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ERIC Number: ED318936
Record Type: RIE
Publication Date: 1989
Pages: 30
Abstractor: N/A
Reference Count: N/A
An Examination of the Relationship between Critical Thinking and Academic Success on a University Campus.
Steward, Robbie J.; Al-Abdulla, Yousef
This study examined the relationship between the ability to think critically and the academic performance of undergraduate students. Male (N=107) and female (N=130) undergraduates completed a consent form, demographic sheet, and the Watson-Glaser Critical Thinking Appraisal (WGCTA), which consists of five subtests (Inference, Recognition of Assumptions, Deduction, Interpretation, and Evaluation of Arguments). In general, the results showed that students who obtained higher total WGCTA scores also had higher cumulative grade point averages (GPAs). The results seem to indicate the not all aspects of the ability to think critically contribute equally to overall academic performance. Although the abilities to accurately infer, interpret, and evaluate arguments were found to significantly correlate with cumulative GPA, only the abilities to infer and evaluate arguments significantly and uniquely contributed to 9.2% of the variance within cumulative GPA. Gender differences were also found. Findings appear to indicate that proficiency in only one skill (inference) associated with critical thinking was required for higher male student academic achievement, while proficiency in both deduction and evaluation of arguments was required for higher female student academic achievement. These findings suggest that what is required for a male student to succeed academically is quite different from what is required for a female student to achieve, even in cases where ability levels are quite similar. (NB)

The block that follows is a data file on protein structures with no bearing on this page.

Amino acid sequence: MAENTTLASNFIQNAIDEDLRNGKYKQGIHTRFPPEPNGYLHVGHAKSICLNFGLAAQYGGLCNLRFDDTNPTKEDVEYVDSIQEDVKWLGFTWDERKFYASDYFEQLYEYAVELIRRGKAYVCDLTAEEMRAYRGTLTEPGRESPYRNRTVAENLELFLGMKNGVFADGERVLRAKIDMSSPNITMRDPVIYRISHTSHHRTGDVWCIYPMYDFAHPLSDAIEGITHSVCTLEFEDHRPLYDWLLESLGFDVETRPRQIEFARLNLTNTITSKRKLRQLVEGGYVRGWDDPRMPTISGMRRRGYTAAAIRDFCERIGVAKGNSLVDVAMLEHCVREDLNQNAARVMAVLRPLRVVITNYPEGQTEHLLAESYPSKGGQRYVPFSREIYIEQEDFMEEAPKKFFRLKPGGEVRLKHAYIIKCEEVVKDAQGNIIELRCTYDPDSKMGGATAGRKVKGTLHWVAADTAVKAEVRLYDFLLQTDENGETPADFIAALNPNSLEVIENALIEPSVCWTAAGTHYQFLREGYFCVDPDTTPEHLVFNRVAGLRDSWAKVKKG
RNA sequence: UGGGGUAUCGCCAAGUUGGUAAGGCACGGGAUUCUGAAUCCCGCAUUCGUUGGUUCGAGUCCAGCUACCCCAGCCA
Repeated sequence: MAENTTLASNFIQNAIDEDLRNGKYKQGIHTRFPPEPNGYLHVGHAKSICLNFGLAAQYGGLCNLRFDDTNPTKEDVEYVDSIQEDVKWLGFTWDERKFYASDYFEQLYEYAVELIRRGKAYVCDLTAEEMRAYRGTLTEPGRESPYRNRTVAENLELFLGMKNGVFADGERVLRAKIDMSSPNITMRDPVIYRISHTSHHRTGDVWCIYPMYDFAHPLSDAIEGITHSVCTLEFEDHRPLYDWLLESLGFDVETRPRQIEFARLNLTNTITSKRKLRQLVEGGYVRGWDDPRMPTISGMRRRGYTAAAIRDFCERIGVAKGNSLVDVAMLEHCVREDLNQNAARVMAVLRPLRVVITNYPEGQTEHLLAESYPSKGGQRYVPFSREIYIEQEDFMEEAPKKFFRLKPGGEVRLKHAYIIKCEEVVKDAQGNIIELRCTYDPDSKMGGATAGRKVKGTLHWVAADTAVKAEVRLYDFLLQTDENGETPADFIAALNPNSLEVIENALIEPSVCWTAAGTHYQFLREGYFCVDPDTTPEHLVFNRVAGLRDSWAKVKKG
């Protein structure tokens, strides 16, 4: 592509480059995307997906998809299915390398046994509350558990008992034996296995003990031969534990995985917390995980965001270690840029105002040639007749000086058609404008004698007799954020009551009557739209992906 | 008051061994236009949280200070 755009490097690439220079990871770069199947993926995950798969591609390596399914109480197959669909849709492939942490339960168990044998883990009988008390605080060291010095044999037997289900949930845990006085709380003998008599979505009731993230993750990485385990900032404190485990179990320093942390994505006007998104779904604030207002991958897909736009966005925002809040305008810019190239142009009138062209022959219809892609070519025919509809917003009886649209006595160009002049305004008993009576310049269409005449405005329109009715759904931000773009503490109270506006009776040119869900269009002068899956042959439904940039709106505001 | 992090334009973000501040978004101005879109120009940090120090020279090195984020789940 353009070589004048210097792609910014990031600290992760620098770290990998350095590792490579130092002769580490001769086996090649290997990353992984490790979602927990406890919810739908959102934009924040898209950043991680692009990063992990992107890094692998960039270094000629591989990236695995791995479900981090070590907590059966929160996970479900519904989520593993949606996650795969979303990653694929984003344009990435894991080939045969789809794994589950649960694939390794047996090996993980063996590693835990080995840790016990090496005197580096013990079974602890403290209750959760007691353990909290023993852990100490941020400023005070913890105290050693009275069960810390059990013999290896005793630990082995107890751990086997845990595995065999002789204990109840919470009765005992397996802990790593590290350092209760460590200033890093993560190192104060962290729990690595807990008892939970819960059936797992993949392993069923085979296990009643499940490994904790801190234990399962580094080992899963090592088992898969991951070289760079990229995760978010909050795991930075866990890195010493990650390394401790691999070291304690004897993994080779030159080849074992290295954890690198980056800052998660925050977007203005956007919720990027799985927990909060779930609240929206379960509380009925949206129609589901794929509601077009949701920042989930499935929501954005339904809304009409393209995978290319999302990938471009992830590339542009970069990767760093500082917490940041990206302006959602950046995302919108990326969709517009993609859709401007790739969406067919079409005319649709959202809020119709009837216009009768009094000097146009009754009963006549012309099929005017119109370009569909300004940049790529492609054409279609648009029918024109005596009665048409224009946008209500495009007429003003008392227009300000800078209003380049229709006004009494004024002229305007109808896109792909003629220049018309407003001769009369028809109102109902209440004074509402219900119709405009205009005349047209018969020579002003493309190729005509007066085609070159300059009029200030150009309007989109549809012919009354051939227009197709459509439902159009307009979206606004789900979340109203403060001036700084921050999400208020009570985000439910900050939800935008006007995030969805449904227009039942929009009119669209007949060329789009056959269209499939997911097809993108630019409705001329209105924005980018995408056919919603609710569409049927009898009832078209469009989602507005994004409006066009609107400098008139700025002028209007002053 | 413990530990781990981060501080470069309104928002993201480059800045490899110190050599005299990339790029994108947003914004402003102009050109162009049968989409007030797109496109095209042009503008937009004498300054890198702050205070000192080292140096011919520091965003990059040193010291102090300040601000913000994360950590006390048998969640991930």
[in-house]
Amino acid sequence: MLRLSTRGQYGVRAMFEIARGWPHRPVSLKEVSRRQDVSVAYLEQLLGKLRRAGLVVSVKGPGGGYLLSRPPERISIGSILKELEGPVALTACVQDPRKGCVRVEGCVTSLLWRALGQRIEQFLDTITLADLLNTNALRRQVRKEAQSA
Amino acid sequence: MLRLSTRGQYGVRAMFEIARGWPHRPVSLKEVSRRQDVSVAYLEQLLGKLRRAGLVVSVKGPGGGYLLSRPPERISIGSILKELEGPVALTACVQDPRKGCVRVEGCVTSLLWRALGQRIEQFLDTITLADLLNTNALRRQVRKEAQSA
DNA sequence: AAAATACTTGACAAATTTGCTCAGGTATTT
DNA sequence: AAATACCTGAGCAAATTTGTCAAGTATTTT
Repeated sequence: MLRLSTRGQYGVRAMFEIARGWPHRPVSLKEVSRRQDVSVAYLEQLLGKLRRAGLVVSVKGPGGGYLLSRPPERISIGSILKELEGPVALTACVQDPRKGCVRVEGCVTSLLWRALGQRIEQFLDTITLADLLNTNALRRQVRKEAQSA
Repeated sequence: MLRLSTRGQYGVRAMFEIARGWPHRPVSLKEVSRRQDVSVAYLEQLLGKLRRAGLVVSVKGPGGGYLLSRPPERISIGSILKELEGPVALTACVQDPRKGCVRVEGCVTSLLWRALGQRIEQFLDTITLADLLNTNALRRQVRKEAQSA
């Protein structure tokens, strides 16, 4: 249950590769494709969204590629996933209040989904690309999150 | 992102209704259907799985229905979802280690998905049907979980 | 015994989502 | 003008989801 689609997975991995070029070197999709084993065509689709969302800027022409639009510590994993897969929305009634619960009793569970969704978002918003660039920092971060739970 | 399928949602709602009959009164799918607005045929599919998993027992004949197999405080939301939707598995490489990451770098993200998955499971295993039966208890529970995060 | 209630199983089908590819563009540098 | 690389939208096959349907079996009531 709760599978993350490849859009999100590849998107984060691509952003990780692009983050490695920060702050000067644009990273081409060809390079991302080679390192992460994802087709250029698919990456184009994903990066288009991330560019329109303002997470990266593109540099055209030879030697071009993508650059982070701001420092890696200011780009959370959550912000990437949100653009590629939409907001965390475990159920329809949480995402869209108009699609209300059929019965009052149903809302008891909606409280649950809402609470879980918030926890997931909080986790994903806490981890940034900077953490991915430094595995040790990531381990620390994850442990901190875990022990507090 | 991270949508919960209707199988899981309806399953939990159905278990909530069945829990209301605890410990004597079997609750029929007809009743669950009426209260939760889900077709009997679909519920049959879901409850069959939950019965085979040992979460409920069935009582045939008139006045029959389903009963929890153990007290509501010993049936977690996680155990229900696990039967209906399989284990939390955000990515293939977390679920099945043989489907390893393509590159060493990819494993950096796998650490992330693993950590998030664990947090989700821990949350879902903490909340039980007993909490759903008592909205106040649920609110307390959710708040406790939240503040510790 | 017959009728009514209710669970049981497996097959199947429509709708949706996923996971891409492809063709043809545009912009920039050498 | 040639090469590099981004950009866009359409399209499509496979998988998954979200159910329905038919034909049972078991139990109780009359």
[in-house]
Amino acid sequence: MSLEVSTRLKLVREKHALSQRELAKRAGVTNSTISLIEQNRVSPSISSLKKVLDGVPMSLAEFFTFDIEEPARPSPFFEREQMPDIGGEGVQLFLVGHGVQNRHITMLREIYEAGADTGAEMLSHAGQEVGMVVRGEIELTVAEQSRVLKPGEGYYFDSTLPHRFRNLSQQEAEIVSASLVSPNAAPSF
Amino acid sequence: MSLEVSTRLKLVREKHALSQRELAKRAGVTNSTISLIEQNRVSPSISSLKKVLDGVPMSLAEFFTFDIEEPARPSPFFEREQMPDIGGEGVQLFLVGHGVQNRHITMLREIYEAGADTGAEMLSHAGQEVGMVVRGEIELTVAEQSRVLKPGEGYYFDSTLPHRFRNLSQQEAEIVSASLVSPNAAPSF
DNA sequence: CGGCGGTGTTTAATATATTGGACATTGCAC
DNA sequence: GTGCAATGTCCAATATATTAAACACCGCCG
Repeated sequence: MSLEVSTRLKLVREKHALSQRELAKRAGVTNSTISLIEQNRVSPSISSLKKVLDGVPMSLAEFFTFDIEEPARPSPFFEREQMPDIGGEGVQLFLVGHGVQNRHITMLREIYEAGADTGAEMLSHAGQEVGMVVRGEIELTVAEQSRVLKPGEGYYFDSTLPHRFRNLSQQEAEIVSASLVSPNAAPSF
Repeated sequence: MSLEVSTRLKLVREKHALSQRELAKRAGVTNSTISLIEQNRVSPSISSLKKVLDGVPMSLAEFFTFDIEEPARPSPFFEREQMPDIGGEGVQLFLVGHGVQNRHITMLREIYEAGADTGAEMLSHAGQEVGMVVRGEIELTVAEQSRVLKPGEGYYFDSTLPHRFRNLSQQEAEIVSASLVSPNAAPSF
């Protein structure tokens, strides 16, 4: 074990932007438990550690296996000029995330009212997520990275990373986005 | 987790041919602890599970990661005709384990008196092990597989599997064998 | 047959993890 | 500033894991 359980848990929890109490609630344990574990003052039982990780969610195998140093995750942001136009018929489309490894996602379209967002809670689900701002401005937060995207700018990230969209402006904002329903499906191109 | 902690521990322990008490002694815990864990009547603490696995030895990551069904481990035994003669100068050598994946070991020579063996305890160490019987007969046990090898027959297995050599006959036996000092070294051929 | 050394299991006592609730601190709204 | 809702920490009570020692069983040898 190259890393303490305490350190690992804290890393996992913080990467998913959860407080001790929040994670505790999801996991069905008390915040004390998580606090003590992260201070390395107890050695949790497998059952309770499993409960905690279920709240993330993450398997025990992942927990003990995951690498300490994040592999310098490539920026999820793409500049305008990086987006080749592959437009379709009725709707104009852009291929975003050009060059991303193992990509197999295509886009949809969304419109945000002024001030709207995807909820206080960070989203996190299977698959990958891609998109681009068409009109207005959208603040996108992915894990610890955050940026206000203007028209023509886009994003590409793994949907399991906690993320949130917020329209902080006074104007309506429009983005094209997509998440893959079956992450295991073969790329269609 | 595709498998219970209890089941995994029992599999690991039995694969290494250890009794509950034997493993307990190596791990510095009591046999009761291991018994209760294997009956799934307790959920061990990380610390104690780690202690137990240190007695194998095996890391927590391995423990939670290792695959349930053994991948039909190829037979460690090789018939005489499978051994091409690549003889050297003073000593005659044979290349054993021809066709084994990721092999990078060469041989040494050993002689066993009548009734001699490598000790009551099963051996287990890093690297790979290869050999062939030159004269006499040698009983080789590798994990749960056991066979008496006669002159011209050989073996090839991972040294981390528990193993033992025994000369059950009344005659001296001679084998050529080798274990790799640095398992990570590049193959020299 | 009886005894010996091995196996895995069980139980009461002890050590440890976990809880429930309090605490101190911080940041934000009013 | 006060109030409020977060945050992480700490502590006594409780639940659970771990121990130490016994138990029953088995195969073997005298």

Publication Type: Reports - Research
Education Level: N/A
Audience: N/A
Language: English
Sponsor: N/A
Authoring Institution: N/A